Once arriving at the parking lot and car drop off area, you only have to walk about 500 meters to reach the sand. This is a prime area for snorkeling, but only if the Tramuntana winds allow it. This is also one of the best surfing spots in the north coast.
7. Cala Turqueta
This is one of the prettiest beaches in Menorca; it begs to be discovered because it is a true rocky cove surrounded by tall pine trees and the most amazing turquoise waters you can find in the Balearic Islands.
What is amazing about this pristine beach is that it a lot more accessible than it looks; if you stay in the Ciutadella resort area, you can take a short taxi ride to a parking spot where you will find a small beach bar and even bathrooms.
You have probably noticed that this is the first beach mentioned herein with a nearby restroom plus a snack bar; this is par for the course in Menorca, where the vast majority of beaches are protected.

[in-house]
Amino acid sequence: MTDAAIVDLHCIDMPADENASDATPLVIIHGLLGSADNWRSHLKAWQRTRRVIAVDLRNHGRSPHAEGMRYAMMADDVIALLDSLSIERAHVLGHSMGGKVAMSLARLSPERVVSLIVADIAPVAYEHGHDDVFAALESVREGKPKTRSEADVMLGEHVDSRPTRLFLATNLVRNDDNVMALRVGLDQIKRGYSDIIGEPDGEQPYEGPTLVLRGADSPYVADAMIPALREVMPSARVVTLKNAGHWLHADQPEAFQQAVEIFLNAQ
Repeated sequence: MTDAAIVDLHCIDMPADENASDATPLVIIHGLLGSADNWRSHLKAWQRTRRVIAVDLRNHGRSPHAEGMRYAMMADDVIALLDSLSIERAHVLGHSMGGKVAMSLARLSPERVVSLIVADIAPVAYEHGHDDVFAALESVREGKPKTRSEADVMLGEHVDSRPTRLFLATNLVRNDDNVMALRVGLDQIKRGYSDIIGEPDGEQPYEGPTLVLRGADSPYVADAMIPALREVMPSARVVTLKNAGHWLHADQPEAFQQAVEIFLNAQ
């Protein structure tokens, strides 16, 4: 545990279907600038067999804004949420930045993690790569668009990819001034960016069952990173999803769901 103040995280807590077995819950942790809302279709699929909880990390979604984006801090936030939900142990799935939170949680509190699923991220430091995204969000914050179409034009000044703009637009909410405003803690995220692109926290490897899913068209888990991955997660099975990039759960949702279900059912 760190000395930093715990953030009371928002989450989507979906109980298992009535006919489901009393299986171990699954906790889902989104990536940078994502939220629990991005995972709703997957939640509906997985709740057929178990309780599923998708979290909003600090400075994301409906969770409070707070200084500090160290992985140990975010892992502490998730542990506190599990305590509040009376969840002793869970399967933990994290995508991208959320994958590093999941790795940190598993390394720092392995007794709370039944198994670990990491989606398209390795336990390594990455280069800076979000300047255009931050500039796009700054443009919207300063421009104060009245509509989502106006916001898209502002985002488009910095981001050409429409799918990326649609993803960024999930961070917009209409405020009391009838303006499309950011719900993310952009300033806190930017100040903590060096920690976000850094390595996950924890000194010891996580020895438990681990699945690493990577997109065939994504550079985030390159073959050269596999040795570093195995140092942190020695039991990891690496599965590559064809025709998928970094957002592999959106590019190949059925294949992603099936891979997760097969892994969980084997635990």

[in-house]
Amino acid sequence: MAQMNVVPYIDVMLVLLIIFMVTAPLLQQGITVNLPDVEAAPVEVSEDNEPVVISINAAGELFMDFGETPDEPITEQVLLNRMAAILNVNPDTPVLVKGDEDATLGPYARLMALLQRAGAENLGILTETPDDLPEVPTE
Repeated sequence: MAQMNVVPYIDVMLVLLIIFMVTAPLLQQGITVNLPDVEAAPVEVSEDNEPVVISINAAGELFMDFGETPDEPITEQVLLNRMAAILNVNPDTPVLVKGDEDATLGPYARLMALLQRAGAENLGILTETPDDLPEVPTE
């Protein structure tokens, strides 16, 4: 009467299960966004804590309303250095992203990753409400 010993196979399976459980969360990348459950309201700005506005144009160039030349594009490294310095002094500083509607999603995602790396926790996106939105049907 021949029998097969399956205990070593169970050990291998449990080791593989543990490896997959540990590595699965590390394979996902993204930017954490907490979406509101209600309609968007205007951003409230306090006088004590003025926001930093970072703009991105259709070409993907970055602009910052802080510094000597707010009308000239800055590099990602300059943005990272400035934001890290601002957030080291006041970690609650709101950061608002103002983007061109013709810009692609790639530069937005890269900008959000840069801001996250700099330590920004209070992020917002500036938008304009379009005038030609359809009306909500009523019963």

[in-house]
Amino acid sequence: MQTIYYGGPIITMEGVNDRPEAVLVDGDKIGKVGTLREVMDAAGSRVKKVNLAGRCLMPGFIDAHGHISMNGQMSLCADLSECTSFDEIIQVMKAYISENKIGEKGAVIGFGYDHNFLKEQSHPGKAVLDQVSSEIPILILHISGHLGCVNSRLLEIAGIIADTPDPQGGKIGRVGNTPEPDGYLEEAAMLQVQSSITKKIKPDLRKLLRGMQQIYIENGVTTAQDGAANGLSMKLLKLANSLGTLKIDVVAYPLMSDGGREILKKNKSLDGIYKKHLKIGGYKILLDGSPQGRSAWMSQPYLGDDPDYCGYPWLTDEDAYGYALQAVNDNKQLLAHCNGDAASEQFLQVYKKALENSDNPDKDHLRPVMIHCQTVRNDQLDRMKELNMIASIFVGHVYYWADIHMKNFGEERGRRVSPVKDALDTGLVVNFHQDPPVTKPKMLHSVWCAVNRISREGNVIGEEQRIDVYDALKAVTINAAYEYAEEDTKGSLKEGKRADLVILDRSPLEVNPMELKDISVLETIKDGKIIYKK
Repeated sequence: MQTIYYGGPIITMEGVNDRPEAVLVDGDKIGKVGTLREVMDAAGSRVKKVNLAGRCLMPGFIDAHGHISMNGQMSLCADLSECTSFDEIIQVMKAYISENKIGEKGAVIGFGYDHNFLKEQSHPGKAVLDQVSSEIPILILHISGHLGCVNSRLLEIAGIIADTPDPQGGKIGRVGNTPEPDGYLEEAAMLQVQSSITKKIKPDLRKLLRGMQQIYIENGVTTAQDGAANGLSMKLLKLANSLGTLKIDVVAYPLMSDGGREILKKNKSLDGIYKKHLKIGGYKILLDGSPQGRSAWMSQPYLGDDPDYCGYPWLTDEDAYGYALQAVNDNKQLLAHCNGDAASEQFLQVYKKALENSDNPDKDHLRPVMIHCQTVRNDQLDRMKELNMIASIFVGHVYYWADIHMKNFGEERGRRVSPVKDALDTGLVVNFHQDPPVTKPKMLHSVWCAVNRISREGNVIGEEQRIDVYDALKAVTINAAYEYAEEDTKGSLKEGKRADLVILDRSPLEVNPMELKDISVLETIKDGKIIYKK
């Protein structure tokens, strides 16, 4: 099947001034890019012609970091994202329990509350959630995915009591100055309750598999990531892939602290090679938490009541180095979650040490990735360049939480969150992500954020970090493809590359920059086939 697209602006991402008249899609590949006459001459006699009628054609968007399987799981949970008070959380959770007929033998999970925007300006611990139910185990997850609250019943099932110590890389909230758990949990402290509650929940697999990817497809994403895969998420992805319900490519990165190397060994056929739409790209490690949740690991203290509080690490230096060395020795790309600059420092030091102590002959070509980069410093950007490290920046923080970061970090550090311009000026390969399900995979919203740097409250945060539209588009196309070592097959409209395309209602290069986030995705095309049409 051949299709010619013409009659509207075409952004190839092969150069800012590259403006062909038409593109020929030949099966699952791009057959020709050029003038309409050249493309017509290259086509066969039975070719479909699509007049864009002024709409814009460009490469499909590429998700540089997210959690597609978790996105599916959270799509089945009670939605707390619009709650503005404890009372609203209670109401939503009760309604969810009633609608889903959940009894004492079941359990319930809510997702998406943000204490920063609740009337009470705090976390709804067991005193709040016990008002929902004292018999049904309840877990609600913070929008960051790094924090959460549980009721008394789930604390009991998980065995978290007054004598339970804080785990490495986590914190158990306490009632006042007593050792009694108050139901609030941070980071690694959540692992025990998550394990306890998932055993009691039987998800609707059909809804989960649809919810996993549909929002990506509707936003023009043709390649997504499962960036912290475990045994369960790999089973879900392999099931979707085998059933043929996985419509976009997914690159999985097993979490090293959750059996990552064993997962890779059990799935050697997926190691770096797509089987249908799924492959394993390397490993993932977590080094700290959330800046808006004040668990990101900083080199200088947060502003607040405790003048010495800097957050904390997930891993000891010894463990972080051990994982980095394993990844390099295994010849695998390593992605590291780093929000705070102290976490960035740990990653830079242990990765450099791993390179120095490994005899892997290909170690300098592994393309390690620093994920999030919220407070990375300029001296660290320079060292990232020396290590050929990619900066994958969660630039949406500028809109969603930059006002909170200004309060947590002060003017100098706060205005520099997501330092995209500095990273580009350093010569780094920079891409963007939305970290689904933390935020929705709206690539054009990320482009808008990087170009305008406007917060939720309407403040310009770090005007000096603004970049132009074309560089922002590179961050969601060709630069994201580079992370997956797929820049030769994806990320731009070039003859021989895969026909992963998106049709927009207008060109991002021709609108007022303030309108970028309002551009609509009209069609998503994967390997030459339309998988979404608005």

Here’s another accessible beach that is somewhat popular, but not as much as Santo Tomas, it neighbor to the east. Binigaus is not a cove; it is a long stretch of white sands and calm waters.
Many of the people who frequent this beach come over from Santo Tomas, which is a nearby beach resort. If you are traveling with children, there are a couple of country inns nearby; plus, there is a farm right next to the beach where you can see horses walking into the shallow water.
9. La Vall
La Vall d’Algaiarens is a large network of coves located in the northern coast of Menorca, and they feature sugary white sands, which buck the trend of reddish sands in this part of the island. The topography of this beach keeps some of the Tramuntana winds away, thus making it one of the most popular in the north.
Something else making La Vall interesting is that it offers lifeguards, but you should not take your chances because there are strong currents from time to time.
Other nice attractions include a farm that you will see before arriving at the parking spot where the beach access trail begins; horseback tours are offered here, and this is where you can mount the famous Menorquin horses.